The postcard by this definition would be a prime candidate for the practice of collection. The utility of the postcard is severely defined by the limited space for writing. Between 1902 and 1904, Schor observes, a dramatic change is brought in by the division of the writing side of the postcard, and the reversal of the recto and the verso. She notes in the promotion of the illustrated side of the postcard, a rise of the “culture of the image.” If we take the communication of the textual/verbal message as the postcard’s primary utility, and allow the image its own utility value if it serves as trigger for either shared or unshared experience, they lapse shortly after reaching the recipient. Thereafter, the object and perhaps specifically the image assumes potential as the recipient’s object for collection. As in the postcard to Deirdre, there is little else to communicate except for warnings regarding the safe-keep of the postcards exchanged. This is partially out of a respect for personal memories, but undoubtedly also for the sake of the images. The growing importance of the postcard as a self-sufficient and self-aware collector’s item is borne out best in the later issues of Tuck postcard’s “Wide Wide World” Oilettes (originally introduced in 1905) which improved on their predecessors by including notes about the places they describe. My guess is that the annotated editions of the postcards are released after 1911.This is based on a reissued “Old Court House Street” postcard from the latter-day series which says: “Calcutta is no longer the capital of India, but his Majesty the Emperor of India has declared that ‘it must always be the premier city.'” We can only guess the year of publication.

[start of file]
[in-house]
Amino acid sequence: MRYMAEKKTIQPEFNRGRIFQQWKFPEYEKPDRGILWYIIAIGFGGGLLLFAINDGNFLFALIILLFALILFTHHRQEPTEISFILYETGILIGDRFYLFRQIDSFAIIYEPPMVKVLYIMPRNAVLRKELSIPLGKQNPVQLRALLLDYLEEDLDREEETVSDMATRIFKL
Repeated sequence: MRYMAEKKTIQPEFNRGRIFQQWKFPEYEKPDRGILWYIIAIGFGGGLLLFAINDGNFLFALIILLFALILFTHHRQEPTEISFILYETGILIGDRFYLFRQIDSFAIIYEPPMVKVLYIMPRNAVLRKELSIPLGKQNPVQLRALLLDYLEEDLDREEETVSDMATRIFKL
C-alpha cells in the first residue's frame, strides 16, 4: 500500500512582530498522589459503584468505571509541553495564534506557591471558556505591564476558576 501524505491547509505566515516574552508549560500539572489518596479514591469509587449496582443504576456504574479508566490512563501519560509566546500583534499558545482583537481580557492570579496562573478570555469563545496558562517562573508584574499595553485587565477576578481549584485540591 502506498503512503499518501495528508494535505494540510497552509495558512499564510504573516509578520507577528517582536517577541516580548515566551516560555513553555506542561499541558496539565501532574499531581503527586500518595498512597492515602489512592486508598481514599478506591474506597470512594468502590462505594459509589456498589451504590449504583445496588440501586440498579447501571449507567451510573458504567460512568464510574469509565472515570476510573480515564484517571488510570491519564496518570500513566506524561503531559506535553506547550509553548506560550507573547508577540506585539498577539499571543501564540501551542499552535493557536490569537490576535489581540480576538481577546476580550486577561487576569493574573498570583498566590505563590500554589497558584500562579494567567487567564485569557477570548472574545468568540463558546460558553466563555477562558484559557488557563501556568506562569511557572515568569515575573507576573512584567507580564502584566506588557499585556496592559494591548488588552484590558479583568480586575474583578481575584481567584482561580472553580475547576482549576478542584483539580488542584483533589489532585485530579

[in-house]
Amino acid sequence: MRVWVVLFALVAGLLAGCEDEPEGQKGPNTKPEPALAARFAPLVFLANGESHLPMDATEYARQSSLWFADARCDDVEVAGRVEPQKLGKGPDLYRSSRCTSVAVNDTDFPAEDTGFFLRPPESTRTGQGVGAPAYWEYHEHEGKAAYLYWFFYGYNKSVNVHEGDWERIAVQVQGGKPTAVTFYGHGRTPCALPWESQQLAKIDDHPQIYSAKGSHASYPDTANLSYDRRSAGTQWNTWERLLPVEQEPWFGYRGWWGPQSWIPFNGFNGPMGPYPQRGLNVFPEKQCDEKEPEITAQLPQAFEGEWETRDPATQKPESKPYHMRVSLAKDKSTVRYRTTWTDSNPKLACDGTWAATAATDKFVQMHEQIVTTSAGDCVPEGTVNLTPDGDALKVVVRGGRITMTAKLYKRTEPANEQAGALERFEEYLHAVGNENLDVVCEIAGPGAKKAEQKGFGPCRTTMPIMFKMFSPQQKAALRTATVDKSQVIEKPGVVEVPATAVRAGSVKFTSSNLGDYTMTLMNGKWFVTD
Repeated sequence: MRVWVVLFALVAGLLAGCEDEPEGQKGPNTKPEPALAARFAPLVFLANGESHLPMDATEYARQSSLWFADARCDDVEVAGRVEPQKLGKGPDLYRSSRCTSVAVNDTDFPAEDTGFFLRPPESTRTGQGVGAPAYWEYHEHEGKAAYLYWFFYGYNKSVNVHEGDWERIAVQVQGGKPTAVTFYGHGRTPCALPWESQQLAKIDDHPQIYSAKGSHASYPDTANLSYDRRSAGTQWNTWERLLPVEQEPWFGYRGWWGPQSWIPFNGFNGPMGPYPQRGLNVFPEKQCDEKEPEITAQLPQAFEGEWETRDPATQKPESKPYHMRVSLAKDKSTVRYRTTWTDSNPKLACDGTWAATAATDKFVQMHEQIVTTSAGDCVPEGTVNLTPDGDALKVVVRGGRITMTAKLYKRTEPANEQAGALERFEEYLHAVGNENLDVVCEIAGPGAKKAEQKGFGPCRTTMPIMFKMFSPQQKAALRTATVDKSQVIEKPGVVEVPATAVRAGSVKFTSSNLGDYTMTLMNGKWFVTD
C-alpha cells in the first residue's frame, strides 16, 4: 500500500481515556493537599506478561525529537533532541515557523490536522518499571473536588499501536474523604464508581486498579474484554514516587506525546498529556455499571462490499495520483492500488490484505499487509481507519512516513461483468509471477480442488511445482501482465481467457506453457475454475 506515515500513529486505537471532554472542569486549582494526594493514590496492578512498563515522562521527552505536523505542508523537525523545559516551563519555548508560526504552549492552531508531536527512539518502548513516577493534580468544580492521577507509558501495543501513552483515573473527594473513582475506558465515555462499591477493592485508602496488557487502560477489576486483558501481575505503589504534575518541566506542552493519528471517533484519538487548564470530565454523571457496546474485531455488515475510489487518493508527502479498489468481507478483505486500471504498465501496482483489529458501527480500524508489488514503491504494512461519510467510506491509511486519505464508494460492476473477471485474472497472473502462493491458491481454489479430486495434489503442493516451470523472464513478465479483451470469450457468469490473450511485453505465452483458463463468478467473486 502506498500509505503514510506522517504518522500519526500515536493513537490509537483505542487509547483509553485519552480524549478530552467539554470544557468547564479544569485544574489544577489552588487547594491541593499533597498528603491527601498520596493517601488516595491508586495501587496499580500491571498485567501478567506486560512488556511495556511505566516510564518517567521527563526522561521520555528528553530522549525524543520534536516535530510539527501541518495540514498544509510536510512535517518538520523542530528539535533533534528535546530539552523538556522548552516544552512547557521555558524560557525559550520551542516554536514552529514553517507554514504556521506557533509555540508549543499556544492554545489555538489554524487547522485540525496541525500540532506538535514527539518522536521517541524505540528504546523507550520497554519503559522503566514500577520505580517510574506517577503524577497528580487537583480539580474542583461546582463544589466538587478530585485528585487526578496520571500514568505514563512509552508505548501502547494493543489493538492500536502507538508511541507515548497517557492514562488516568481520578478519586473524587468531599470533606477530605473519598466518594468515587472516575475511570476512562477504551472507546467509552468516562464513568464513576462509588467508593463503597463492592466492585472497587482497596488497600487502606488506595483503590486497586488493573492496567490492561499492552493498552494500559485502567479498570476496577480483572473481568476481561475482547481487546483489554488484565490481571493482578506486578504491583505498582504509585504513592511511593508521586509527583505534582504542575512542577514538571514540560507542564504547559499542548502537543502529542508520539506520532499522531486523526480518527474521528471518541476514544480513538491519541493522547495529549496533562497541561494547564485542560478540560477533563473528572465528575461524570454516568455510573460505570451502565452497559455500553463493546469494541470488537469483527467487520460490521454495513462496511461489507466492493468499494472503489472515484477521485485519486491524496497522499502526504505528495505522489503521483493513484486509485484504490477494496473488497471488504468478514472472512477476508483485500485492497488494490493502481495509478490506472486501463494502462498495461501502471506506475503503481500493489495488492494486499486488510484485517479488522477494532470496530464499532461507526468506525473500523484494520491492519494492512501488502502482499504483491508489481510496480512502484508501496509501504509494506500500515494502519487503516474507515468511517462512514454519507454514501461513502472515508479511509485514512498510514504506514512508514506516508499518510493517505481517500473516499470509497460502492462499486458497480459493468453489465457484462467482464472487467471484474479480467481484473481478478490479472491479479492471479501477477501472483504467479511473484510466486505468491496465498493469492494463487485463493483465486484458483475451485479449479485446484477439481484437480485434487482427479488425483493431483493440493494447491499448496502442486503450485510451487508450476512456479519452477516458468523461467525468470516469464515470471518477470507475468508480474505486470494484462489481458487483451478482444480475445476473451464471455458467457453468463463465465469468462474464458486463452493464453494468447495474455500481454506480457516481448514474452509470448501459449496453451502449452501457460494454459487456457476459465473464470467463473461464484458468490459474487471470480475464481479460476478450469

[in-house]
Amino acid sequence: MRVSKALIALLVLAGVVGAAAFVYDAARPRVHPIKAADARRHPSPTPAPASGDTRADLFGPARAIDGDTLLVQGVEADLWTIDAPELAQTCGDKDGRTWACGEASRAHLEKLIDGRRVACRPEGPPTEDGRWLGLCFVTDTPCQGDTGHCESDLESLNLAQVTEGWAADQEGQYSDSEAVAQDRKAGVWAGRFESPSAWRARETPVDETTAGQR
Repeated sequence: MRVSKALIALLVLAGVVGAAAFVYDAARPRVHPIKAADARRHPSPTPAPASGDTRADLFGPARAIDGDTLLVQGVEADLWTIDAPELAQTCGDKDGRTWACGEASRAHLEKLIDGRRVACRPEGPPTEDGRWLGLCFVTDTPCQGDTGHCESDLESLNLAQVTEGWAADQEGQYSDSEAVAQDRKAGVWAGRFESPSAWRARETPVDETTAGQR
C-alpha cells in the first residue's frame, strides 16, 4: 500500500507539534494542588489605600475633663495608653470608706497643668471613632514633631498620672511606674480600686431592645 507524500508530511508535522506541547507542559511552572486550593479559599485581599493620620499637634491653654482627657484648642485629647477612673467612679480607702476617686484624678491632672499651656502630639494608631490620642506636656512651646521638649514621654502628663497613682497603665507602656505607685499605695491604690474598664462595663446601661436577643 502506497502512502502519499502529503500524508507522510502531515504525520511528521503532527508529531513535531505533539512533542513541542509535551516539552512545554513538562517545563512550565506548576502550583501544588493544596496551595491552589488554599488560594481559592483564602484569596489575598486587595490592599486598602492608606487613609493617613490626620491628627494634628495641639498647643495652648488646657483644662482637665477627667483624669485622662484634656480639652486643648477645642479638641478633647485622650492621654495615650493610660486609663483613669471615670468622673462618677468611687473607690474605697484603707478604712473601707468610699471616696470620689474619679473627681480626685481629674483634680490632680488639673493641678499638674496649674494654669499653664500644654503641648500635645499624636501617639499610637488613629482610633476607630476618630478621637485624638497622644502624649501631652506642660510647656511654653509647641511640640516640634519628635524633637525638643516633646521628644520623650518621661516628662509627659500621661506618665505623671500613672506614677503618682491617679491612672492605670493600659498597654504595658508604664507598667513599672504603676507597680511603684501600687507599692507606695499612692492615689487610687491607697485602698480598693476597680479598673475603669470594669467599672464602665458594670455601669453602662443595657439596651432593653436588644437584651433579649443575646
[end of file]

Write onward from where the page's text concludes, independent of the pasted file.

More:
Thus, apart from the visual re-membering of a city using postcards as visual records much like photographs, there are a number of stories that may be extrapolated from these everyday objects. They cannot be studied in isolation either, because many of the features and apparently personal quirks fall into context and make sense only when considered in the light of social habits. Besides eavesdropping on conversations of travellers and distant friends or deducing collector’s habits from there, we may also profitably look for publication practices: how did the firms hire photographers? Who were these photographers? How were they distributed and who collected them? These are just a few of the questions that can be explored to shed light on some lesser-known aspects of traveller practices in a city.
This work was published in the Coldnoon Cities (Mapping the Metropolis) Vol I., as part of the Coldnoon journal.